By: Allison O’Brien
The International Student Office (ISO) says that there are still students, domestic and international, who are struggling to find a place to live in Charlottetown.
While it’s not unusual that some students may still be searching, the issue is exaggerated this year due to a low vacancy rate in Charlottetown and a larger influx of first-year students.
“University accommodations were full, so before coming here I turned to Kijiji, but it was good for nothing because pages often wouldn’t load,” Sakib said. “I tried to find a homestay with a Muslim family, but I couldn’t.”
When Sakib arrived in PEI, he had to sleep on the living room floor of a classmate’s one bedroom apartment, where six other people were also staying.
“They are demanding too high rent. It’s like 600-700 dollars, just for a room,” said Sakib.
“So as a new student, I was panicked, I was frustrated, I even told them [my family] I might have to come back to my country.”
Sakib was able to find long-term accommodations five days after arriving in PEI. For $450 a month, he got a room in a four-bedroom apartment that is occupied by five other people. They will share one bathroom and one kitchen.
“I think, how am I going to study like this? There is no privacy,” Sakib said.
Zhaohui (Jerry) Wang from the ISO says that when a student comes to them for help with housing, they are directed to residence first, and if that is full, they turn to the homestay program. They also provide a list of prominent rental businesses on the Island, and other useful information and tips students may need to help find housing.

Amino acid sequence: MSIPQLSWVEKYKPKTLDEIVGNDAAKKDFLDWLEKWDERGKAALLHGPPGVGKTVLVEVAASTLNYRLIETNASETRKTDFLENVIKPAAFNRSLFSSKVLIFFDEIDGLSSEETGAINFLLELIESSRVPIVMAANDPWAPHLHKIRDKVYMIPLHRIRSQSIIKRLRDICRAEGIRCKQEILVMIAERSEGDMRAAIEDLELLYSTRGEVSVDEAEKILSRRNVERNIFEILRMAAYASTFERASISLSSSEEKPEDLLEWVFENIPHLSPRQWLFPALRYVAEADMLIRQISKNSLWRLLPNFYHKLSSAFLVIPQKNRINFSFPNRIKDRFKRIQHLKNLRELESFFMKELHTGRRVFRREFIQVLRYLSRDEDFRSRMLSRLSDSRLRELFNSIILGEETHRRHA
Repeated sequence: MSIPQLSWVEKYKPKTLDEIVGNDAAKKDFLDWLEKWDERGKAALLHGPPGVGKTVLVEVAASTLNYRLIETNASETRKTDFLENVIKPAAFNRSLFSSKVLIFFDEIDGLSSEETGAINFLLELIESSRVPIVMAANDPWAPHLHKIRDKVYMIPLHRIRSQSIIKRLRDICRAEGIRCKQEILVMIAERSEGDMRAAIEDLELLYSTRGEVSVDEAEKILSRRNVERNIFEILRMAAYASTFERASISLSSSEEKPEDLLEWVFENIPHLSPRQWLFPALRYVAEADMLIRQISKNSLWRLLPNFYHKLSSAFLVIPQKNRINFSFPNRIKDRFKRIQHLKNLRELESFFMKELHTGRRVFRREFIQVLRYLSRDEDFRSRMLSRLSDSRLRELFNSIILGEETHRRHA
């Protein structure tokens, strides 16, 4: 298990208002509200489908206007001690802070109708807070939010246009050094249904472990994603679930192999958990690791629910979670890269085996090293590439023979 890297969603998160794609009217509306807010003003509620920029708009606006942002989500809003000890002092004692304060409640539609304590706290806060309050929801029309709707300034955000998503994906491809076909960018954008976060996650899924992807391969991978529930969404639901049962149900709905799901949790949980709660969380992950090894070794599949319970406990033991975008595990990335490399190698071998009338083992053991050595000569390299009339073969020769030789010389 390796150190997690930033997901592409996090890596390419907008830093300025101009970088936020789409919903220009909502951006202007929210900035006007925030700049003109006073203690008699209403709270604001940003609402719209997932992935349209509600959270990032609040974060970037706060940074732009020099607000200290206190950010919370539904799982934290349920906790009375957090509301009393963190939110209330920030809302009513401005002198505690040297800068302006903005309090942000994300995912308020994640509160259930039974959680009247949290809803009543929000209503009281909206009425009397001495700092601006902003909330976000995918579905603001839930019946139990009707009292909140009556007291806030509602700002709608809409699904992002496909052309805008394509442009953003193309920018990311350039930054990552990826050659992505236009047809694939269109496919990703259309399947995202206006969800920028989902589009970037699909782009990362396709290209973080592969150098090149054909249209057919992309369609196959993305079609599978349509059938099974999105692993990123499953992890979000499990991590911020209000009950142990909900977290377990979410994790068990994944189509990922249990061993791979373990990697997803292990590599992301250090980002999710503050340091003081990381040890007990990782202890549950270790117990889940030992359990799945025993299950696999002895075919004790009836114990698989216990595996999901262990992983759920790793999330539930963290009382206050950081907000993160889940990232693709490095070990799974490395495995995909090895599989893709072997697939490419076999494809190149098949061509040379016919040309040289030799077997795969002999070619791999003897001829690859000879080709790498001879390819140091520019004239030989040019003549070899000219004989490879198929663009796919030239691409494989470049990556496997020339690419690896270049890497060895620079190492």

The university has added a message to international acceptance letters that reads, “It is very important to have your accommodation on Prince Edward Island finalized prior to leaving your home country to begin your studies at UPEI.” They hope this will reduce the amount of students who arrive in PEI without accommodations.
The ISO also advises that students join the UPEI International Students Facebook Page, where they may find students who are looking for roommates.
“Often, students have the best luck by connecting with other students,” Wang says.